In his article "Inter-State Tourism Development between Puerto Vallarta and Bahía de Banderas: Mexico," Marco A. Merchand highlights the importance of regional analysis. By consolidating capital of the coastal region, both communities achieve a market economy and urban planning policy compatible with and complementing each other. With the aid of foreign investment, the State has consolidated tourist centers generating "virtuous circles of economic development."

In the section Commentary and Debate, Kostas Vergopoulos' article explores "The New Financial Power."

The following reviews are then presented. Firstly, Esther Iglesias describes Roger Orellana's work Atlas: Climate Change Scenario on the Yucatán Peninsula. Ana Laura Rodríguez then reviews Rodolfo Iván González' book, The 1930s Crisis and its Impact on Latin America. Susana Nudelsman's book Latin America in the Era of Globalization is reviewed by Héctor González. Gerado Reyes Guzmán provides a commentary on the book by Nouriel Roubini and Stephen Mihm, Crisis Economics. A Crash Course in the Future of Finance. Finally, Sergio Cámara reviews Costas Lapavista's and Carlos Morena's work The Financialization Crisis, a topic of particular relevance in current debate.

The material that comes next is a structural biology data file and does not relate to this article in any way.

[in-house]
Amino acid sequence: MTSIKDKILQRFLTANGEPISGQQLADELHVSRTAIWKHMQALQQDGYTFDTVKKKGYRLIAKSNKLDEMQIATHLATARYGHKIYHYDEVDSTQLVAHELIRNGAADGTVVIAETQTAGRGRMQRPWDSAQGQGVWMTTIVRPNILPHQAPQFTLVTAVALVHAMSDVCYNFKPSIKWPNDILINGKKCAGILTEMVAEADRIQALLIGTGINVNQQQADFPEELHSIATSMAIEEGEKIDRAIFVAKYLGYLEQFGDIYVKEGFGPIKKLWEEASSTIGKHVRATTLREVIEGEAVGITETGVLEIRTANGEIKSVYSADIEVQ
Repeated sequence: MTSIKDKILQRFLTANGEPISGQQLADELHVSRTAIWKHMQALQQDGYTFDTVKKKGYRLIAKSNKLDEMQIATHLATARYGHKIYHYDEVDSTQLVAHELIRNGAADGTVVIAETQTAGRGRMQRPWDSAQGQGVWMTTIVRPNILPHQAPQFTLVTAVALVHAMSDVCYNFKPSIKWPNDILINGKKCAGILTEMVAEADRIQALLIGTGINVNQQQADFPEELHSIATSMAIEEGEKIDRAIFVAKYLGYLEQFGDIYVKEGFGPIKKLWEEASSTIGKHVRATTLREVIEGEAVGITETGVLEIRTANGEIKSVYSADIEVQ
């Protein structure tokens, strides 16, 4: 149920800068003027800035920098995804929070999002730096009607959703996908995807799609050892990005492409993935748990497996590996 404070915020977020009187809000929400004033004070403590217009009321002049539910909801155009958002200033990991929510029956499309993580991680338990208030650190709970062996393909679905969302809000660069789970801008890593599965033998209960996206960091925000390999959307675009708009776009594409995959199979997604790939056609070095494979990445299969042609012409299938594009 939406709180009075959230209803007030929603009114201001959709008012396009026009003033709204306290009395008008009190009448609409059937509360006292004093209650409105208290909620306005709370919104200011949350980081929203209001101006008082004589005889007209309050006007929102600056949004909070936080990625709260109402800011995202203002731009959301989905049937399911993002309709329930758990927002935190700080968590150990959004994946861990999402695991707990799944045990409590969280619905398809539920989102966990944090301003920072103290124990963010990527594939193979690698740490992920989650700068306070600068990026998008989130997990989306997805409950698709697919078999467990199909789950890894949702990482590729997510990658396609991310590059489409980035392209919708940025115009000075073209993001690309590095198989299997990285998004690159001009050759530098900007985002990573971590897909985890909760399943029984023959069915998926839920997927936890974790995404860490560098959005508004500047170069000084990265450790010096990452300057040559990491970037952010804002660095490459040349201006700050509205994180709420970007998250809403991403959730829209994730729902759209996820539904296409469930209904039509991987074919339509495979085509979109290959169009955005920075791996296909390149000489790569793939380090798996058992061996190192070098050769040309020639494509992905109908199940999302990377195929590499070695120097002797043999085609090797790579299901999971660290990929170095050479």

Alicia Girón
Journal Editor
UNAM, November 2011

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PROBLEMAS DEL DESARROLLO. REVISTA LATINOAMERICANA DE ECONOMÍA, Volume 49, Number 195 October-December 2018 is a quarterly publication by the Universidad Nacional Autónoma de México, Ciudad Universitaria, Coyoacán, CP 04510, México, D.F. by Instituto de Investigaciones Económicas, Circuito Mario de la Cueva, Ciudad Universitaria, Coyoacán,